The rest of the cast is surprisingly a mixed bag. Chris Pine’s Steve Trevor is a perfect opposite to Diana in terms of knowing what the world really is like. They, Pine and Gadot, play off each other very well and their characters grow together. It’s also nice that the love story doesn’t take control of the film, but rather it shows how the two change each other for the better.

Along on Diana and Steve’s journey is an actor turned solider Sameer (Said Taghmaoui), a Native American called The Chief (Eugene Brave Rock) and a sniper named Charlie (Ewen Bremner). All three have their chance to shine, but the only one we really get a chance to know a little more of is Sameer, which is a shame because Charlie has an interesting characteristic that could have played well with Diana’s confused nature of the war. Also helping them from afar is Steve’s secretary, Etta (Lucy Davis), who adds some levity to the film, but her character and her purpose disappear by the third act.

Connie Nielsen and Robin Wright as Diana’s mother and aunt do well for the short time they’re on screen. Nielsen’s Hippolyta wants to keep Diana safe, but does let her go to train and eventually leave knowing that Diana is destined for more. Wright’s Antiope is purely a badass. We don’t see a lot of her fighting but when she does, oh boy is it a sight.

The villains are a little bland in terms of being capable villains to really challenge Diana. Danny Huston can play a bad guy in his sleep by now, but his general character never really feels like a threat to Diana expect for one scene – spoiler territory, so I won’t go there, but that does bring up a question that never gets answered. The other villain is Dr. Maru aka Dr. Poison played by Elena Anaya, who could have been written a little better, and if her role was reversed with Huston’s Ludendorff, it probably would have been a better dynamic. Also, she comes off more menacing that Huston, thanks to her skill, but also the protective mask she wears to cover half of her face.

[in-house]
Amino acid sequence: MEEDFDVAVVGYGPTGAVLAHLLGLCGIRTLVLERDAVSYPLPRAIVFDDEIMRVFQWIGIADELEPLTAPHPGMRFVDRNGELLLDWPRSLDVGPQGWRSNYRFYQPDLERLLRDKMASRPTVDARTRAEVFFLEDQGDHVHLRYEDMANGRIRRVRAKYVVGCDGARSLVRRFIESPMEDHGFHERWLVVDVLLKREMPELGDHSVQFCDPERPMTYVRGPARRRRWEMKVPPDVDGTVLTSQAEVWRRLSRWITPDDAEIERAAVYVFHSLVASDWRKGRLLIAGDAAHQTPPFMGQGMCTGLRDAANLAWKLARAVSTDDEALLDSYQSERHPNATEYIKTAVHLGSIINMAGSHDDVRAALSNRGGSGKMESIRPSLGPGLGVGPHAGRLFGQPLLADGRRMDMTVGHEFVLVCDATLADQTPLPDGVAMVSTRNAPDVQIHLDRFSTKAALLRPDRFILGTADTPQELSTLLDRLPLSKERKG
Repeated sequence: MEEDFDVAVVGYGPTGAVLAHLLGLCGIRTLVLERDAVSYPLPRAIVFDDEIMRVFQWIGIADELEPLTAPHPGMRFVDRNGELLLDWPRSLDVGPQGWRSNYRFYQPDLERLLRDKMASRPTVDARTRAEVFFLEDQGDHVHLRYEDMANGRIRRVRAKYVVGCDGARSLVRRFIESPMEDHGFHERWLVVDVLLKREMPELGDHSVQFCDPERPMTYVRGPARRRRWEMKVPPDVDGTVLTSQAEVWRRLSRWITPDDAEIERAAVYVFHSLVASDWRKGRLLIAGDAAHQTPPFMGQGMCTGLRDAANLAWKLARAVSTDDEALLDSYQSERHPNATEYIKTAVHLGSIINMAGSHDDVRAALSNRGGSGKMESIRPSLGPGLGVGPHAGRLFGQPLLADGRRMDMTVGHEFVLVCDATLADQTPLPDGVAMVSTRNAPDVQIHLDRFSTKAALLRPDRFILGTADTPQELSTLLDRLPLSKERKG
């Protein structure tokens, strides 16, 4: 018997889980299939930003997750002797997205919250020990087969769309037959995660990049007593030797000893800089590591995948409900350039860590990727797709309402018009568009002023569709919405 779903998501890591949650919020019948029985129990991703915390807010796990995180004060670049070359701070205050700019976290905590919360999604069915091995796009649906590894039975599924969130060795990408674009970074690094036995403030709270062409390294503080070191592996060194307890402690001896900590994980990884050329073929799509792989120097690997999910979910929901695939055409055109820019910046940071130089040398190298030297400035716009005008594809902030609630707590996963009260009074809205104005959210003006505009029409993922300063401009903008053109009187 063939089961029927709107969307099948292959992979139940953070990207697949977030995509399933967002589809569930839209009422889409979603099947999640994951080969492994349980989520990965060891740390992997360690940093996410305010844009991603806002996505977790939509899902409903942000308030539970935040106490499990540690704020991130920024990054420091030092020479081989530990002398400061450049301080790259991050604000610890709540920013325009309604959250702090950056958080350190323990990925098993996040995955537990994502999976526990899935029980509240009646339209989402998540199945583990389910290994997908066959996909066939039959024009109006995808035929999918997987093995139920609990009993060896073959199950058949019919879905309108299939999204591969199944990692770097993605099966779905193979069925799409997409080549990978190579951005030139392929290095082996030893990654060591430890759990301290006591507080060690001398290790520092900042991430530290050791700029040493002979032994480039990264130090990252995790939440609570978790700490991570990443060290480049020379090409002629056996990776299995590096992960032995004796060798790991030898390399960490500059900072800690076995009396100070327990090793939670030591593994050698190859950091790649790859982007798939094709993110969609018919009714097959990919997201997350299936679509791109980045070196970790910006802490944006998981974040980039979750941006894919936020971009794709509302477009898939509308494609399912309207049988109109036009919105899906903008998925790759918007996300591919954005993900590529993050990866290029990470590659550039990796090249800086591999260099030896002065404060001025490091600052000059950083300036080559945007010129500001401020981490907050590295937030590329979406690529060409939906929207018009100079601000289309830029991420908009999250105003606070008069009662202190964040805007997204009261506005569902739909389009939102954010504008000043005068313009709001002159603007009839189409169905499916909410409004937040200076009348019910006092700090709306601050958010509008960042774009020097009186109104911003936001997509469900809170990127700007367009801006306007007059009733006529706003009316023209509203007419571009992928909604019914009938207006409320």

Of course, when it comes to Wonder Woman, we know there’s going to be some action, and thankfully the action is pretty damn good. I’m surprised how fluid the action looked too. There isn’t a lot of close ups or shaky cam when Diana is beating up German soldiers, so we really see how badass she can be. Also, the brief fight we see with the Amazons is damn awesome to watch too. It’s a shame that it is only one scene, and hopefully we see more Amazon action in the sequel. Of course, like all superhero movies, there is a big battle that gets a little bit into too much CGI-territory, and runs a little long, but we get to Diana do her thing so I was kind of okay with it. I’m sure many will also argue that the No Man’s Land sequence is the best sequence in the film.

All in all, Wonder Woman is undoubtedly the best DC Extended Universe movie so far. However, considering what we’ve gotten that, to me, isn’t saying much. However, that shouldn’t, and doesn’t, take away anything from Wonder Woman. It’s a great origin story that sees our main character grown from start to finish, and leaves us wanting more. This isn’t a story or film about Wonder Woman, it’s a story and film about Diana becoming Wonder Woman, and what it takes to be a hero. But, more importantly, the challenges a hero has to make and take to fully embrace their heroism.